And the 2015 award for most influential class of wage equality spokeswomen goes to — Hollywood actresses.  Patricia Arquette’s passionate Oscar acceptance speech this past February demanding gender wage equality was met with cheers, standing ovation, and increased conversation on the topic around the country.  More recently, the Sony hack revealed a huge pay disparity between Jennifer Lawrence and her male costars in American Hustle.  This sparked the writing of an impassioned essay by Lawrence entitled “Why Do I Make Less Than My Male Co-Stars,” which not only questioned the wage gap, but perceptions of women in the workplace and beyond.

In early October, it seemed the prayers of these advocating actresses had finally been answered when California Governor Jerry Brown signed the new Fair Pay Act into law.  The bill’s author personally attributed Arquette with creating additional momentum for the bill, which makes important changes in California’s employment law regime.  Most notably, it creates broader criteria for wage comparisons, allowing employees to compare their wages to those of employees who do “substantially similar work”, rather than exactly “equal work.”  Additionally, the law places the burden of proof on employers to show that wage differentials are based on one or more acceptable factors listed by the statute.  Additional provisions allow employees to prevail even if employers meet the requisite burden.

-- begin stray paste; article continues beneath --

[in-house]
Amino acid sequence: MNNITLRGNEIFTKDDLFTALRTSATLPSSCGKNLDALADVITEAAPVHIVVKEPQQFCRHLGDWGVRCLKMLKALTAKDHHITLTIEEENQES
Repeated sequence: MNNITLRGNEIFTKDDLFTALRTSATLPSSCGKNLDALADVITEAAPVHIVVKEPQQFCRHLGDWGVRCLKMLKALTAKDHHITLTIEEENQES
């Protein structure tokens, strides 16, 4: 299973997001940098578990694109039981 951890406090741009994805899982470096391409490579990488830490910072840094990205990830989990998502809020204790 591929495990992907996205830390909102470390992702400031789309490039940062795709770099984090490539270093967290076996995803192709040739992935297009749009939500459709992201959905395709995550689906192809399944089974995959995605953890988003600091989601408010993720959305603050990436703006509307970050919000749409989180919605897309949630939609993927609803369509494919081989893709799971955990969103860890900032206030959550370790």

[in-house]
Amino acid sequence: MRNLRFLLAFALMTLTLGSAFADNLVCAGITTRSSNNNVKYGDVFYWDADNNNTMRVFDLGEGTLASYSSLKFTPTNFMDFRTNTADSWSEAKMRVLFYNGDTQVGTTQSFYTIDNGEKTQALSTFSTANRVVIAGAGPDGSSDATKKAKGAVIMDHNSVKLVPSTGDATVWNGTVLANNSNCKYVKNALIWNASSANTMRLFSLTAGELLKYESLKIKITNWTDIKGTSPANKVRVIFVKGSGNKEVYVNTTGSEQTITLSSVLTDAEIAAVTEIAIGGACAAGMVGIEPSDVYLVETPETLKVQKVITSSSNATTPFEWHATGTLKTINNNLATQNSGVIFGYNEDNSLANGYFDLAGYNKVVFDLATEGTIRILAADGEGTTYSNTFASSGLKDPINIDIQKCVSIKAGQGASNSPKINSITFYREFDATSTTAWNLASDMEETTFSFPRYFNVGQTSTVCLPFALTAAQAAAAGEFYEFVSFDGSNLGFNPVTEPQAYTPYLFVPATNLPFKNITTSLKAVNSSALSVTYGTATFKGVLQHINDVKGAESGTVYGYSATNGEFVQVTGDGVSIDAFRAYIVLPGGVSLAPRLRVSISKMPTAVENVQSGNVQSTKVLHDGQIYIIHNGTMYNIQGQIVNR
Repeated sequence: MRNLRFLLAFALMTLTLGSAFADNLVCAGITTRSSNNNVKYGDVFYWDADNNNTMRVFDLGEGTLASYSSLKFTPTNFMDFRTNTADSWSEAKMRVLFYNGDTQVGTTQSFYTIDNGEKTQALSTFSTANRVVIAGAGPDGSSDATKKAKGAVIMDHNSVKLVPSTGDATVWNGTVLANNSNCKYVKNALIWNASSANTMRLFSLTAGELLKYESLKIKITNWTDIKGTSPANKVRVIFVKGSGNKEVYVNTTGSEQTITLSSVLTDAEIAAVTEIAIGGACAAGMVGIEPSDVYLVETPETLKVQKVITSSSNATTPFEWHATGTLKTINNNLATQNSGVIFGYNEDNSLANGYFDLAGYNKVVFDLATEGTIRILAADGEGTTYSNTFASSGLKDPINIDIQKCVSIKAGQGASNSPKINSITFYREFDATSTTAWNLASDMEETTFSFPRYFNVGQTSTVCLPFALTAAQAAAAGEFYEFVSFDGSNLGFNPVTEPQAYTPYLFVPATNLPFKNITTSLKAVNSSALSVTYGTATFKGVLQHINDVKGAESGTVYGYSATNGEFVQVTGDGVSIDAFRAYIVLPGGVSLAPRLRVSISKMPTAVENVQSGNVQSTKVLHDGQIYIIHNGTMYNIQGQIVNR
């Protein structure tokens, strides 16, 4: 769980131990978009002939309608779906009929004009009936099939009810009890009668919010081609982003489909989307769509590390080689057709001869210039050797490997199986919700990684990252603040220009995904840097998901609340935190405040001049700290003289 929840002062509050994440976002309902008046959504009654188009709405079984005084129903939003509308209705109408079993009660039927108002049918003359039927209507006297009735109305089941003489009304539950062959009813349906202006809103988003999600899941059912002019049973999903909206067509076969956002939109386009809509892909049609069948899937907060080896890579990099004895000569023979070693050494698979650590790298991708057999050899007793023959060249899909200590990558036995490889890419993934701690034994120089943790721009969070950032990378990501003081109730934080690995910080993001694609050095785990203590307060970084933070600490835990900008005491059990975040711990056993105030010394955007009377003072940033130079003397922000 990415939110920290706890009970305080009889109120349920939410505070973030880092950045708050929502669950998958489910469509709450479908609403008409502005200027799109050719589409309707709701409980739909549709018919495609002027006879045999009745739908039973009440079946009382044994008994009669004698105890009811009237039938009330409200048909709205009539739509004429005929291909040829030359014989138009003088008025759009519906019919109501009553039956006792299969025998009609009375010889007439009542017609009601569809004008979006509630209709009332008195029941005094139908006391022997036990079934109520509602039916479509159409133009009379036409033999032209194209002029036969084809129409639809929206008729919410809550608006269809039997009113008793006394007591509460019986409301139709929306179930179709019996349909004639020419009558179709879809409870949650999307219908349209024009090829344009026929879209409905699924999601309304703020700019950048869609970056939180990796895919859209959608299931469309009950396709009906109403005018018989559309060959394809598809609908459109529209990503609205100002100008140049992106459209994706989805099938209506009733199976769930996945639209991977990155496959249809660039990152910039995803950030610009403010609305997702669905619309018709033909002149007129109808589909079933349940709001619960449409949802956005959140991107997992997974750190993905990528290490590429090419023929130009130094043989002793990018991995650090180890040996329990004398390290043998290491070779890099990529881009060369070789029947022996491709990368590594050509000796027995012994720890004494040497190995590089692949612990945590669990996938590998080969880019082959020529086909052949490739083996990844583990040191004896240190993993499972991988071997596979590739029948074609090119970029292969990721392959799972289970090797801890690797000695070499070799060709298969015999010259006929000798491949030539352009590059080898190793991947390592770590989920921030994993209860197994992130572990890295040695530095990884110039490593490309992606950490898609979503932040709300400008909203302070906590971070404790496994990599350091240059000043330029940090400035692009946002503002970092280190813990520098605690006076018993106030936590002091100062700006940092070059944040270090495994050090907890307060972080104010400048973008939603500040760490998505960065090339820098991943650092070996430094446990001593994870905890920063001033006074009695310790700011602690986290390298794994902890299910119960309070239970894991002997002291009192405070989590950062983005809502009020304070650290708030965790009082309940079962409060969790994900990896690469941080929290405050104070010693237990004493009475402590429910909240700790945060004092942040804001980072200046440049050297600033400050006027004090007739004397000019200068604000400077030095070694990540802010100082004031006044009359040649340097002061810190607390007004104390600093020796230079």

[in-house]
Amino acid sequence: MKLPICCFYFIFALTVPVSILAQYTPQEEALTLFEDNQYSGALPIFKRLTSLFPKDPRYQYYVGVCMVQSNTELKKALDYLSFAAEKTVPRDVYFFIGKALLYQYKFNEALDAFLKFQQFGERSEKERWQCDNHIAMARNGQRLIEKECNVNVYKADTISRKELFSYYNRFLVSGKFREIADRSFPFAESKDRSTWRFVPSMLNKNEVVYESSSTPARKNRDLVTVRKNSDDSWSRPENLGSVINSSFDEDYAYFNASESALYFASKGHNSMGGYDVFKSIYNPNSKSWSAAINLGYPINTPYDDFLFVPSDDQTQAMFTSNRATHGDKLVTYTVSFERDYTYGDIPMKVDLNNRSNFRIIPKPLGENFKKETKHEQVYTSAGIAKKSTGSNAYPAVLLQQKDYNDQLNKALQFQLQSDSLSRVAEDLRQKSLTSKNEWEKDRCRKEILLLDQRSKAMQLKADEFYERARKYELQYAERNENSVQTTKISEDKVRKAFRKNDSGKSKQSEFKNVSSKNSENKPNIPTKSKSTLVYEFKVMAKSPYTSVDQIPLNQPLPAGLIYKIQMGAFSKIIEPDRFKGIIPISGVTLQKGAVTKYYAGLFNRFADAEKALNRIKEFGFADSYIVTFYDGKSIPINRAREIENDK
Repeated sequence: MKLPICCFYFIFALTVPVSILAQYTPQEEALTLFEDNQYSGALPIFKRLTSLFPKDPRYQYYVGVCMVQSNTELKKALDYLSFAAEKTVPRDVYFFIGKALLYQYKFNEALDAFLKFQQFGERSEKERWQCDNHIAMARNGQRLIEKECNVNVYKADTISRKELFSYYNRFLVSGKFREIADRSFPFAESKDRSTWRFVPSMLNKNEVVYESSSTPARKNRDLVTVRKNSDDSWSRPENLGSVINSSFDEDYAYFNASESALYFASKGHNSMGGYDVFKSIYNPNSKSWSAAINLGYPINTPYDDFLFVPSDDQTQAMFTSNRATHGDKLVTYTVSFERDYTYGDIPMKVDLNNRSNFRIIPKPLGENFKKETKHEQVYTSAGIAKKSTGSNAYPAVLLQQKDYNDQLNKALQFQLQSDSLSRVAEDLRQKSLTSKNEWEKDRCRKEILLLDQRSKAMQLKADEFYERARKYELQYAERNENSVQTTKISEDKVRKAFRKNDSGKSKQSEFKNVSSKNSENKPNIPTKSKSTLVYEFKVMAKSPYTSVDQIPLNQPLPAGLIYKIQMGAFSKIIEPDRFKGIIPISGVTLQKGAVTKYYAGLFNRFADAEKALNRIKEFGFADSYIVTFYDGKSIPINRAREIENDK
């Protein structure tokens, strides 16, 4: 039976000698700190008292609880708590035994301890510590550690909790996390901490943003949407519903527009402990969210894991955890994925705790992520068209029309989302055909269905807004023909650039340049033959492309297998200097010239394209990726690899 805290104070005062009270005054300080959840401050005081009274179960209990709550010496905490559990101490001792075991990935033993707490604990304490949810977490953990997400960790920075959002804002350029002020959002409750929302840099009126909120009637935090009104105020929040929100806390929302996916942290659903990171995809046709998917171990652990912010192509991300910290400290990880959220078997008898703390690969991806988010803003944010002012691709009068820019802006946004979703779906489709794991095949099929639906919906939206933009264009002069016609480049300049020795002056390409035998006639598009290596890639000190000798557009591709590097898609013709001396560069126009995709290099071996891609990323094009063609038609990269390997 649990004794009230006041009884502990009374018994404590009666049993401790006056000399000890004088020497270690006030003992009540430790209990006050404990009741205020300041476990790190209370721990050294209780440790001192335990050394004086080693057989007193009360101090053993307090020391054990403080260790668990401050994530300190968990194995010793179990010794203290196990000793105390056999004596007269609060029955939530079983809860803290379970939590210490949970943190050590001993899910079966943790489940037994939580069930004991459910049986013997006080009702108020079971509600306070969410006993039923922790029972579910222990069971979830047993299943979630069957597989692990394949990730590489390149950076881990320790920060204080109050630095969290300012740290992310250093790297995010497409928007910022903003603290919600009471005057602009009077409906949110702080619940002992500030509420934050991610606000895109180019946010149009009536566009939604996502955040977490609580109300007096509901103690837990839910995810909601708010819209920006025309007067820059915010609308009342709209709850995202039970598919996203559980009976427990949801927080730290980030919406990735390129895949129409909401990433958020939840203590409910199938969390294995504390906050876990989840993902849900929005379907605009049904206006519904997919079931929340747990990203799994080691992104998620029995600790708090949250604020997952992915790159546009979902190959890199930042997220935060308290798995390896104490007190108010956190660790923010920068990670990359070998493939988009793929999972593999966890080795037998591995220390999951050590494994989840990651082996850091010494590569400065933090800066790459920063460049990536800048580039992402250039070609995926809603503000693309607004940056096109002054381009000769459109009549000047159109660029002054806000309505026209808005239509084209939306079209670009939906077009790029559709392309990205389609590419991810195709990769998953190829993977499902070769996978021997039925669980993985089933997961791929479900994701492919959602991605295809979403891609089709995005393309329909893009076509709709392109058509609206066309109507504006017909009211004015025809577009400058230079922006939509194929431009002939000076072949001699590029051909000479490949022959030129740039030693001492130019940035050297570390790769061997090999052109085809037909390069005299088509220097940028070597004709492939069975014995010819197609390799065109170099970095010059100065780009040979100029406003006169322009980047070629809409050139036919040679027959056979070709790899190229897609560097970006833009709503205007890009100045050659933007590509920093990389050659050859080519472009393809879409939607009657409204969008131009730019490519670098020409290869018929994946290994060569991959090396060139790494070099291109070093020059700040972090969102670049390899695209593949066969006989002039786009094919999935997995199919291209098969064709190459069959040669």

While the Fair Pay Act appears to provide the relief sought by Arquette and Lawrence, in reality, the law will be extremely difficult, if not impossible, to apply in the acting industry.  First, many actors are more or less self-employed by their own “loan-out” companies.  Since the law covers the relationship between a specific employer and employee, it would require actors and actresses seeking relief to bring an action against his or her own company.  Second, production companies are typically formed project-by-project, so it is likely that the the law would  only allow comparisons of pay between actors and actresses working on the same movie or television show.

Many employees, production companies, and directors have already flocked to California courts attempting to determine their rights under this new law.  Only time will tell if this bill grants actresses the wage equality they seek, but sadly, it seems that additional reform is required before adequate justice is obtained.

Sarah Dotzel

One Response to Hollywood Actress Inspires Gender Wage Equality Law that Provides No Relief in Her Industry?

  1. Erin Webb says:

    I agree – but while I anticipate that California’s Fair Pay Act may not have the desired effect sought by Hollywood actresses for their respective industry, I am glad to see steps taken towards bridging the pay gap.

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